RESULTS FOR : 'Drug repositioning'
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Therapeutic Drug Repurposing, Repositioning and Rescue Part IV: Financial model and analysis

There is a growing consensus that Drug Repurposing, Repositioning and Rescue (DRPx) impacts all stakeholders involved in the therapeutic drug sector.

Drug Discovery in a Multi-Omics World

Collectively rare diseases affect millions of people worldwide, but the number of people with any one condition is very small. Finding a cure is difficult as the market is not large enough to justify a big investment in drug development.

Therapeutic Drug Repurposing, Repositioning and Rescue Part III: Market exclusivity using Intellectual Property and regulatory pathways

There is a growing consensus that Drug Repurposing, Repositioning and Rescue (DRPx) can impact the prescription drug industry for all concerned stakeholders. In part this is due to the fact that the pharmaceutical industry now accrues ~25% of its annual revenues from DRPx products.

Therapeutic Drug Repurposing, Repositioning and Rescue Part II: Business Review

There is an emerging consensus that the impact of Drug Repurposing, Repositioning and Rescue (DRPx) on the pharmaceutical industry is real and sustainable.

Data-mining Open Source Databases for Drug Repositioning Using Graph-Based Technique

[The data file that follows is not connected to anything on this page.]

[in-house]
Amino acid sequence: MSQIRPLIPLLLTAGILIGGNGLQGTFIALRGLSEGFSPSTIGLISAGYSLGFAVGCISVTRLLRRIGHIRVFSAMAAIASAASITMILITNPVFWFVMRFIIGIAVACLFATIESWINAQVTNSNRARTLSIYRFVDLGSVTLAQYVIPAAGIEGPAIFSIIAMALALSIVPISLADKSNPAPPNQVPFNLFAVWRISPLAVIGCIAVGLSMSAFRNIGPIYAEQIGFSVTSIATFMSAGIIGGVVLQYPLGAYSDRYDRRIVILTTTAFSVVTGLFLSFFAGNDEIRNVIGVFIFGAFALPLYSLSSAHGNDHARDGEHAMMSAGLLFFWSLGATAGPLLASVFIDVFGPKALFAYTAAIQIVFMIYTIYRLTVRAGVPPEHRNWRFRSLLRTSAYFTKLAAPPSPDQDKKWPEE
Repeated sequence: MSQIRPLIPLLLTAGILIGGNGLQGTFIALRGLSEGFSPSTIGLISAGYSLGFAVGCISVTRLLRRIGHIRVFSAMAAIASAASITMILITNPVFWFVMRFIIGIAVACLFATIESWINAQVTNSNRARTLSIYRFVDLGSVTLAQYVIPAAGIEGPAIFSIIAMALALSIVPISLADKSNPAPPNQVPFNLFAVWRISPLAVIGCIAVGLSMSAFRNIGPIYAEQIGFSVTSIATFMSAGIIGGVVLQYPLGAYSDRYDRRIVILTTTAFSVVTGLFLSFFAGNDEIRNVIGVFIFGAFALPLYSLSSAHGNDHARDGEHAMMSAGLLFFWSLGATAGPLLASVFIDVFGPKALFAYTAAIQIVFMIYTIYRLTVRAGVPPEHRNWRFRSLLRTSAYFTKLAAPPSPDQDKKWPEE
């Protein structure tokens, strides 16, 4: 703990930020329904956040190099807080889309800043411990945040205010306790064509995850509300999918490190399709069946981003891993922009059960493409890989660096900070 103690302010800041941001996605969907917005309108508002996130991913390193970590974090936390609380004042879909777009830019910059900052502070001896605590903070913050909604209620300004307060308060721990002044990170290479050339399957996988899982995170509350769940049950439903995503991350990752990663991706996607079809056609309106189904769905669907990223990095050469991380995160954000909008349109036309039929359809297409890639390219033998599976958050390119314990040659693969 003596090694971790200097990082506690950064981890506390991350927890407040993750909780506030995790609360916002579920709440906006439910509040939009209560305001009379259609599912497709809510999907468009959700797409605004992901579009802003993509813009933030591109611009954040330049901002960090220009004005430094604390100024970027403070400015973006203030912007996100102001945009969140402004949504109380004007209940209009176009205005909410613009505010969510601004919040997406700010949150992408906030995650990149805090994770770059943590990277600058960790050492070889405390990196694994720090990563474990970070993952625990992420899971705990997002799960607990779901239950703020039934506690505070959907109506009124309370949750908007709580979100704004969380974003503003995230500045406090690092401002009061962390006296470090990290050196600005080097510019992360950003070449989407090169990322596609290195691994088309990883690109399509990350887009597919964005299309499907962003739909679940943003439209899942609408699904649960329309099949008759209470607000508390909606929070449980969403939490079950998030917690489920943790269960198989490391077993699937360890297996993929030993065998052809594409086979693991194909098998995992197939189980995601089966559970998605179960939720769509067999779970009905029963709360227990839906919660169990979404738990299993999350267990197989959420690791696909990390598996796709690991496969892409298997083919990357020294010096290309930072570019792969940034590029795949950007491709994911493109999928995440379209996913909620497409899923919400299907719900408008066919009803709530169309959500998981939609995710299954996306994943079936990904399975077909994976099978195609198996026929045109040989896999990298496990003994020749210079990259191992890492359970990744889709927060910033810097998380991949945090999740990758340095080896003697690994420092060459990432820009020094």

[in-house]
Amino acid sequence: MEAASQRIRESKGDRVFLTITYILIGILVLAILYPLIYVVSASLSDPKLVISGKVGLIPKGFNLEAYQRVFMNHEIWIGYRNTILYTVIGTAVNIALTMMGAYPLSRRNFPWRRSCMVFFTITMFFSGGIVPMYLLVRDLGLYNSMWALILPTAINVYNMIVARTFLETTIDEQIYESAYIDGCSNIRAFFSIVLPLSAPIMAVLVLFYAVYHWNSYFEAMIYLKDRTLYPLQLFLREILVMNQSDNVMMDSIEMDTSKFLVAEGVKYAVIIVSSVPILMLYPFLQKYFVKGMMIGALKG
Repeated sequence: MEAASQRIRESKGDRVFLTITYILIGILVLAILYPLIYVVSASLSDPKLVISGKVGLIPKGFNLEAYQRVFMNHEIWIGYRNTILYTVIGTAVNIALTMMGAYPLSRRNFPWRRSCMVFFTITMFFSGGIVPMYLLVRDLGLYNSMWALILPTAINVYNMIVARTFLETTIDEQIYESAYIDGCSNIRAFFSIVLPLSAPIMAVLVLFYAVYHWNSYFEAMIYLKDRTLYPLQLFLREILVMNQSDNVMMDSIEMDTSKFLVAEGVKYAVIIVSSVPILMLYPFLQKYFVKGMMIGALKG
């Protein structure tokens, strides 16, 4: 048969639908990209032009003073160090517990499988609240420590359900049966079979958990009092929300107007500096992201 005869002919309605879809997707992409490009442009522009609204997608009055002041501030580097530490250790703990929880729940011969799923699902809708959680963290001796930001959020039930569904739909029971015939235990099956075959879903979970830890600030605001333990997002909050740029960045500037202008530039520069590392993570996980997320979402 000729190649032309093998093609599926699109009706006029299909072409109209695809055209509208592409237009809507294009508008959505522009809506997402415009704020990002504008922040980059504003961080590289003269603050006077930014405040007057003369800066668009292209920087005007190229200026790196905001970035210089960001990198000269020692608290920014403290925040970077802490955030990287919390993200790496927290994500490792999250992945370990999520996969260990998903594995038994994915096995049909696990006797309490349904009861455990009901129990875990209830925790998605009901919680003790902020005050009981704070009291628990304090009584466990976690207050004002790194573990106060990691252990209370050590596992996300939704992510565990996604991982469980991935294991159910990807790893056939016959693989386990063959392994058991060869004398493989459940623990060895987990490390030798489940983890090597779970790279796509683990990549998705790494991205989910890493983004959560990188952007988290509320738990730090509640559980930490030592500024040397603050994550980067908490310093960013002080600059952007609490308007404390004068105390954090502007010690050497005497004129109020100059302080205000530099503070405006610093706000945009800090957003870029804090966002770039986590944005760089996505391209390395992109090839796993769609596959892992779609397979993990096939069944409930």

The analysis of ‘Big Data’ has great potential in drug discovery; however complications arise in integrating this data in a principled and coherent way.

The Drug Repositioning Revolution: Rescuing & Repurposing Drugs

Cost containment and improving ways of treating people are key drivers for healthcare systems. Unfortunately, these do not often go hand in hand. Finding novel therapeutics with enhanced efficacy is both time consuming and costly - and offers low rates of success in relation to effort expended, in terms of time that needs to be invested.

Innovate While Derisking Drug Development: Yes We Can!

The outlook for the drug industry continues to remain bleak in context of productivity and success rates. In spite of ongoing increase in R&D expenses and technology revolutions in the genomics and proteomics area, nearly 95% of drug programmes which enter clinical development fail.

The Benefits Of Drug Repositioning

Drugs in development, on the market, or those that are shelved because of lack of efficacy, are excellent starting points for further development. Finding new indications for such drugs will benefit patients who will see a potential new therapy sooner, will maximise their value and will also protect the original IP owner against competitor adjacency moves.